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American Catholic Philosophical Quarterly

Volume 88, Issue 1, Winter 2014

William A. Lauinger
Pages 1-28

Eternity, Boredom, and One’s Part-Whole-Reality Conception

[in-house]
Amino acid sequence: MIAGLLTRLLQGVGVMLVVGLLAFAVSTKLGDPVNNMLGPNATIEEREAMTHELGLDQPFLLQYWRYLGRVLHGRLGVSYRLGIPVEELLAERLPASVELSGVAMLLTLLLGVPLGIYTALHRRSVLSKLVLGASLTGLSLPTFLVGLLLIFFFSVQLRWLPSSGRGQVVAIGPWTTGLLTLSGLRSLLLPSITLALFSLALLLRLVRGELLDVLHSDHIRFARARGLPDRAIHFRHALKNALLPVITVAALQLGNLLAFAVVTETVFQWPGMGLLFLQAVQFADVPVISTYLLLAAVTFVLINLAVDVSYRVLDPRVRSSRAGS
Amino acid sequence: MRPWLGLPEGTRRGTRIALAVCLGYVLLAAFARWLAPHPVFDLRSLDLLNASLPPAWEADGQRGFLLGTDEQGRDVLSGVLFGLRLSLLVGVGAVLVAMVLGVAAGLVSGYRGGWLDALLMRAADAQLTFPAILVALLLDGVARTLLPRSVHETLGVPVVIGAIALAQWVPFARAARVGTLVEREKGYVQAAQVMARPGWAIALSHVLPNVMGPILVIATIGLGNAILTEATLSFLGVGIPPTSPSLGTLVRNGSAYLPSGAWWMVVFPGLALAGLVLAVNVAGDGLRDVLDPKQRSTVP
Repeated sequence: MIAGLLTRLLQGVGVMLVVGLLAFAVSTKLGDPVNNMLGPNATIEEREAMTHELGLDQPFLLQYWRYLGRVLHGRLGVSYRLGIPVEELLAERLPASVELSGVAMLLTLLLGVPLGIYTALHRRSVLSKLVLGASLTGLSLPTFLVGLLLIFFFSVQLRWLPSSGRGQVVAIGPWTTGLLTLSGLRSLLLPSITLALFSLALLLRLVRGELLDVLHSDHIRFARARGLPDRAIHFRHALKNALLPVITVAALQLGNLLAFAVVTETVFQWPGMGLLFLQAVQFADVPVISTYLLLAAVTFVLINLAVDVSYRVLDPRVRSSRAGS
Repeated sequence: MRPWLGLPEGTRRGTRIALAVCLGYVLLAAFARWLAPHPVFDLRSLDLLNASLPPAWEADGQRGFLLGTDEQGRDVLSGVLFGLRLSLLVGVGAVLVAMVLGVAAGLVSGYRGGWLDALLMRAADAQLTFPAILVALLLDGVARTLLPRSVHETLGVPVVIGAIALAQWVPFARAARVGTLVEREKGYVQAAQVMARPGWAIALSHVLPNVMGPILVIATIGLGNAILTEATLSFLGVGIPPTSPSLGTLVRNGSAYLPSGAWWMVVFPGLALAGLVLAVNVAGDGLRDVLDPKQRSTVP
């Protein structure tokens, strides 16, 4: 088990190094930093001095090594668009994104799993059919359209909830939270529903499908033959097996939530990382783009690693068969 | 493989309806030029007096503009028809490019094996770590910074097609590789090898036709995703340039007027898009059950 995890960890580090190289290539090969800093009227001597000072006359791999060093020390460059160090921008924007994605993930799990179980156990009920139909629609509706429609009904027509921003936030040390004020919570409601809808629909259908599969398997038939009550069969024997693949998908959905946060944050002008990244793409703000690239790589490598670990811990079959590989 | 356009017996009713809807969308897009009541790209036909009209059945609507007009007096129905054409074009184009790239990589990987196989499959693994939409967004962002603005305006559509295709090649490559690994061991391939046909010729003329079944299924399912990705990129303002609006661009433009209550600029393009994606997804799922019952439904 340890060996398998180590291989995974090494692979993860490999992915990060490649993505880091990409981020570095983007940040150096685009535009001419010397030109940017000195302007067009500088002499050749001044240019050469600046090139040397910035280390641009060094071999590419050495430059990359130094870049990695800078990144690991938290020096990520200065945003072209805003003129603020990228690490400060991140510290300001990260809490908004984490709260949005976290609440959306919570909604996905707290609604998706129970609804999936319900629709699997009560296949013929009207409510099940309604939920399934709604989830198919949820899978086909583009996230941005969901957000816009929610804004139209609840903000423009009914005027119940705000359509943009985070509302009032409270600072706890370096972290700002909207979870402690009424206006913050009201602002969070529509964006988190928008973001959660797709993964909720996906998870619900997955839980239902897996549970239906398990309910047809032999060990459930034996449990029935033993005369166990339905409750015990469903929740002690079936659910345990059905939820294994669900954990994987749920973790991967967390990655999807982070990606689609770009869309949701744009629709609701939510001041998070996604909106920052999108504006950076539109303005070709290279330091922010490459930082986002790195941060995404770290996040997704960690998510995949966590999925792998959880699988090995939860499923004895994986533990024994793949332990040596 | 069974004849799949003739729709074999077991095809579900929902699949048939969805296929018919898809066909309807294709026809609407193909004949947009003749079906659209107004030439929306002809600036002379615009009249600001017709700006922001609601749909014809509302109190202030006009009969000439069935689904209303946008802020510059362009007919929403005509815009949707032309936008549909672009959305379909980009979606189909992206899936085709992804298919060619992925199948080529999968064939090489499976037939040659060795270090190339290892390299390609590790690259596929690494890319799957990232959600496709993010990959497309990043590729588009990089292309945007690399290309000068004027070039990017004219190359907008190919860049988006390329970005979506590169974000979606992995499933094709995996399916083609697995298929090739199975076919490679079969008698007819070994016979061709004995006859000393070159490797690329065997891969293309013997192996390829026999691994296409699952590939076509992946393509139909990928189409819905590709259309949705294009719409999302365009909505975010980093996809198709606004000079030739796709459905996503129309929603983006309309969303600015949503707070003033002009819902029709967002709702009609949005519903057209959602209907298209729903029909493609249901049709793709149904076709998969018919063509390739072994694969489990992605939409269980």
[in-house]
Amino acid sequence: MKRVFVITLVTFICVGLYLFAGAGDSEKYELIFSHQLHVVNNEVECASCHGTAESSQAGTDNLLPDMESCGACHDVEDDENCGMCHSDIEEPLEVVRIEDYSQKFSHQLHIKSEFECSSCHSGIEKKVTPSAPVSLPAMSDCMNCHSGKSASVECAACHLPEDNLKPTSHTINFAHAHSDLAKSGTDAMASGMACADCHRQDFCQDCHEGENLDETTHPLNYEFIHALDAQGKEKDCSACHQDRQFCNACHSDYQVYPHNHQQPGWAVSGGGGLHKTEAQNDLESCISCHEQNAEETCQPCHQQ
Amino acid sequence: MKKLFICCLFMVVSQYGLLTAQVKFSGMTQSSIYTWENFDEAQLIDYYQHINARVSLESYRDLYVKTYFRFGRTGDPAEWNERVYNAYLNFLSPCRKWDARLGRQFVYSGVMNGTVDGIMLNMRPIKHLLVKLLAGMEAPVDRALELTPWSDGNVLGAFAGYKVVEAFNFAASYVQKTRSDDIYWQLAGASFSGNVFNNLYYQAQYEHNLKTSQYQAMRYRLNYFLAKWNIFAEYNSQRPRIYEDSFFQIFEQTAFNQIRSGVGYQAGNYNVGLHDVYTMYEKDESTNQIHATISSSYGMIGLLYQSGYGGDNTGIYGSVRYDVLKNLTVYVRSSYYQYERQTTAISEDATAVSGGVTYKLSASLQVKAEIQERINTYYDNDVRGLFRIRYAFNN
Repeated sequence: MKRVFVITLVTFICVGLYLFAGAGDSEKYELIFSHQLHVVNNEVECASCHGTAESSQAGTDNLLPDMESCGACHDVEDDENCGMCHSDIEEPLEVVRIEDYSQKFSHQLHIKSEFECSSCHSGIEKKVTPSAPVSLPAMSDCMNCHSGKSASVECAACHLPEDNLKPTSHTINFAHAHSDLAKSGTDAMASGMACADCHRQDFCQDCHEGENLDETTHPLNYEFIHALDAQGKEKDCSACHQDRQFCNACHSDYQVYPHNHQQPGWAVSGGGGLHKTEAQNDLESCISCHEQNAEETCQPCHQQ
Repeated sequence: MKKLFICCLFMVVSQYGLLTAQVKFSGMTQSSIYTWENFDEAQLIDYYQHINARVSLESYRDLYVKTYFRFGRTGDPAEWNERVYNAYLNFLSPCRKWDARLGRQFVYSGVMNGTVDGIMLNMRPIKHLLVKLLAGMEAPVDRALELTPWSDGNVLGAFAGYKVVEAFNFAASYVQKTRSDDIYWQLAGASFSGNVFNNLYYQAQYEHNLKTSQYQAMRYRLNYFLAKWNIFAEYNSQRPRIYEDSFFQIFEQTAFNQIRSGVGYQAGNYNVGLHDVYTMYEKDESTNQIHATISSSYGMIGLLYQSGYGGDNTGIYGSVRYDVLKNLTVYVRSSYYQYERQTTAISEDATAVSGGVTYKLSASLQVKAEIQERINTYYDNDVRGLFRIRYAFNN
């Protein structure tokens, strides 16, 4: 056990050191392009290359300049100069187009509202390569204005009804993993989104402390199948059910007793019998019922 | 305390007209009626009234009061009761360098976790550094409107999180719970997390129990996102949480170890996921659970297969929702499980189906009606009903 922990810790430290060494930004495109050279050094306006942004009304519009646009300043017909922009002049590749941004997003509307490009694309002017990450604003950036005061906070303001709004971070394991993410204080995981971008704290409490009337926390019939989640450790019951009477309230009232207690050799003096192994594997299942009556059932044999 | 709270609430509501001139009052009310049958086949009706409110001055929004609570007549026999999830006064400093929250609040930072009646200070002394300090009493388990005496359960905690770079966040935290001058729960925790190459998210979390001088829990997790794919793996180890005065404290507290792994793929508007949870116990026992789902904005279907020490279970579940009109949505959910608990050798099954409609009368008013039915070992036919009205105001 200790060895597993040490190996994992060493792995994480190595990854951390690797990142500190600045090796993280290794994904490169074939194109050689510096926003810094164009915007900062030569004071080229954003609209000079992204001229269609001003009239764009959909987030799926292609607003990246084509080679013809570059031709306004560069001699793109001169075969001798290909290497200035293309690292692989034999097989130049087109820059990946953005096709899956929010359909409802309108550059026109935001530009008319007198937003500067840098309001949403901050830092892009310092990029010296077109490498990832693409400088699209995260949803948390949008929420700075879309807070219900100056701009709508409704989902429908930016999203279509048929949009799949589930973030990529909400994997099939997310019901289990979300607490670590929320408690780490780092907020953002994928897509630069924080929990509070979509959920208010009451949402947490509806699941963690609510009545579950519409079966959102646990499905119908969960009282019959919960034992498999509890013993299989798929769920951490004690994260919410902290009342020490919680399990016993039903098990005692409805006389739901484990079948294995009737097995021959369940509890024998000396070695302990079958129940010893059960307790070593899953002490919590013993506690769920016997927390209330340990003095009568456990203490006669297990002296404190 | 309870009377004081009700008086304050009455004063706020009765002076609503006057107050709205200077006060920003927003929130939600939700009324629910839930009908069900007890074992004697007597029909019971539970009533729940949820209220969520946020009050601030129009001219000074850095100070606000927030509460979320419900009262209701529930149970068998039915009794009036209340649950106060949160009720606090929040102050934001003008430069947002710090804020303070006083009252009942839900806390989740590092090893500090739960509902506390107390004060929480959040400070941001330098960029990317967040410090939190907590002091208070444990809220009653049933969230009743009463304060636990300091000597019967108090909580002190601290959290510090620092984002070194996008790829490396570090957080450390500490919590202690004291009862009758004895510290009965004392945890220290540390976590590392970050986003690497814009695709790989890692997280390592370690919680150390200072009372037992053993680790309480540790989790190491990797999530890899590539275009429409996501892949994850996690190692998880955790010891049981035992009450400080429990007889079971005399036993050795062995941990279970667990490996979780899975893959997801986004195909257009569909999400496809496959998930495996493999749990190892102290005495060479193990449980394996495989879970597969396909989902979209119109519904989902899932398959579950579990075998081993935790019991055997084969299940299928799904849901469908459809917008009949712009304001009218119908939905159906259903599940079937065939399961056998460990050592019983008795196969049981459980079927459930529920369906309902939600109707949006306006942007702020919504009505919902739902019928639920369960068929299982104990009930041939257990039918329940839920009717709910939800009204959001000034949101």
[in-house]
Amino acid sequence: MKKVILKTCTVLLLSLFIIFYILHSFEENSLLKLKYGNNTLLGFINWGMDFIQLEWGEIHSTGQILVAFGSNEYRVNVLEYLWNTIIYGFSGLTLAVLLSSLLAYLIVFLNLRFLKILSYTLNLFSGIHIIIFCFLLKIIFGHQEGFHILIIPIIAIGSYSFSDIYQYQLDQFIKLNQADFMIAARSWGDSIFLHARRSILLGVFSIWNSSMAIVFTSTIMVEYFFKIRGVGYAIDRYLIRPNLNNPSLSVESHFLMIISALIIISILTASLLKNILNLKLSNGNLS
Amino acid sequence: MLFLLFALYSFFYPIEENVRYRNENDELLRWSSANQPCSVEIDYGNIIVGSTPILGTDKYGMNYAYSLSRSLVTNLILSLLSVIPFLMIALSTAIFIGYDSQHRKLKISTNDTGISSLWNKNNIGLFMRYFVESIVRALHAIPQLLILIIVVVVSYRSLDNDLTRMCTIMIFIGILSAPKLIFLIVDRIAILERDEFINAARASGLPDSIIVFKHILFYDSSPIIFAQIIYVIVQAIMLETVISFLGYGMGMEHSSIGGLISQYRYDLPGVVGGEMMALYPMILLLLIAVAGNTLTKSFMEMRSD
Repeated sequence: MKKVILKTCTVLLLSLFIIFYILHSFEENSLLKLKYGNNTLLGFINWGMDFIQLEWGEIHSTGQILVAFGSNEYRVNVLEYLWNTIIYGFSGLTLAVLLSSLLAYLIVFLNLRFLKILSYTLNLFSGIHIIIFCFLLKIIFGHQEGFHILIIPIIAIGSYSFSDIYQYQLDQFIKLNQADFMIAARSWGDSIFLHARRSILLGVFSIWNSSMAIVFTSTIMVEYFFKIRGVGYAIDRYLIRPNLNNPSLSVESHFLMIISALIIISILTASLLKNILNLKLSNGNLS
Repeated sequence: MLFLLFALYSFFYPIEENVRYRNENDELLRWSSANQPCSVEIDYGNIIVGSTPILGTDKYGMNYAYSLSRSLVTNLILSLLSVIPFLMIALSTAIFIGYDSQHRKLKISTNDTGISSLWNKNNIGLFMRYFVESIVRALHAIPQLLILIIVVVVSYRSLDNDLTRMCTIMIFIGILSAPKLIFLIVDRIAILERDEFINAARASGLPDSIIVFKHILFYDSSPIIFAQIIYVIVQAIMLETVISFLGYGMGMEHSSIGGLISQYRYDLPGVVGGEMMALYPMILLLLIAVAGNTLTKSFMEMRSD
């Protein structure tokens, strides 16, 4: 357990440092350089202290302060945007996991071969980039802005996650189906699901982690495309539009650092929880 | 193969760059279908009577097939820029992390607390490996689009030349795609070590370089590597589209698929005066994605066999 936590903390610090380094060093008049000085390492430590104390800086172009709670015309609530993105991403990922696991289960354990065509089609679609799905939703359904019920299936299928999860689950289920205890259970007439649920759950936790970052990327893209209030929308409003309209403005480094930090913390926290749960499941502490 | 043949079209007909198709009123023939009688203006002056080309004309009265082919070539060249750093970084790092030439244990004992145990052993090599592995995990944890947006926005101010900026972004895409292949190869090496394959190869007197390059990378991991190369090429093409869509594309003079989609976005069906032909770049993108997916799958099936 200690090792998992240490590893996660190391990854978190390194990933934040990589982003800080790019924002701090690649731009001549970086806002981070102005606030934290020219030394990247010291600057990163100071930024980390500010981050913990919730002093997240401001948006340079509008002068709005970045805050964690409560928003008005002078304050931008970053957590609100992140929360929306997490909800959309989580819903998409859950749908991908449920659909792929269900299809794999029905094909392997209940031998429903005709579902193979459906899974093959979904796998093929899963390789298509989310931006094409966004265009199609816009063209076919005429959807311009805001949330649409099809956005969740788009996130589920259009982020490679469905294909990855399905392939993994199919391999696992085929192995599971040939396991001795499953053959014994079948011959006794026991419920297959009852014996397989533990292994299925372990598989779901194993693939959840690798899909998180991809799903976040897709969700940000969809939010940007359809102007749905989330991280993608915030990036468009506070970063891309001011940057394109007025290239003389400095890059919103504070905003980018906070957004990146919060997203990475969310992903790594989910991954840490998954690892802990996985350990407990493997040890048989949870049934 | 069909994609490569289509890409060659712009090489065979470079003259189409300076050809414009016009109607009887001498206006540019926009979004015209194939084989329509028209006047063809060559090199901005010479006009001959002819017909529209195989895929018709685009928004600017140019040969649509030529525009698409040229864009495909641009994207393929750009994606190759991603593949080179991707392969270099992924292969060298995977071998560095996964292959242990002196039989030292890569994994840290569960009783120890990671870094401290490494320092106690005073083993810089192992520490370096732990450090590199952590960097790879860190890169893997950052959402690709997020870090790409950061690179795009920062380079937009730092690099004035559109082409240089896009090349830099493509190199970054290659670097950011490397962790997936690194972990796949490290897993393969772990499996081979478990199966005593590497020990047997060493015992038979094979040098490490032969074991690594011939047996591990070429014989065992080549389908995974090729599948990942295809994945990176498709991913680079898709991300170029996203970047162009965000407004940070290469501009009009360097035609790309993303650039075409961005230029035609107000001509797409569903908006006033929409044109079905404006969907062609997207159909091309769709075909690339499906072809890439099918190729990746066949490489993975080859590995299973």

Bernard Williams famously argued that eternal life is undesirable for a human because it would inevitably grow intolerably boring. I will argue against Williams and those who share his view. To make my case, I will provide an account of what staves off boredom in our current, earthly-mortal lives, and then I will draw on this account while advancing reasons for thinking that eternal life is desirable, given certain conditions. Though my response to Williams will partly overlap with some prior responses to Williams, especially the one offered by J. M. Fischer, my response will also be distinctive in some important ways. For instance, it will be distinctive in that it will discuss the role that one’s part-whole-reality conception plays in fending off boredom, where by “one’s part-whole-reality conception” I mean “one’s conception of his or her place (or purpose) in the whole of reality.”

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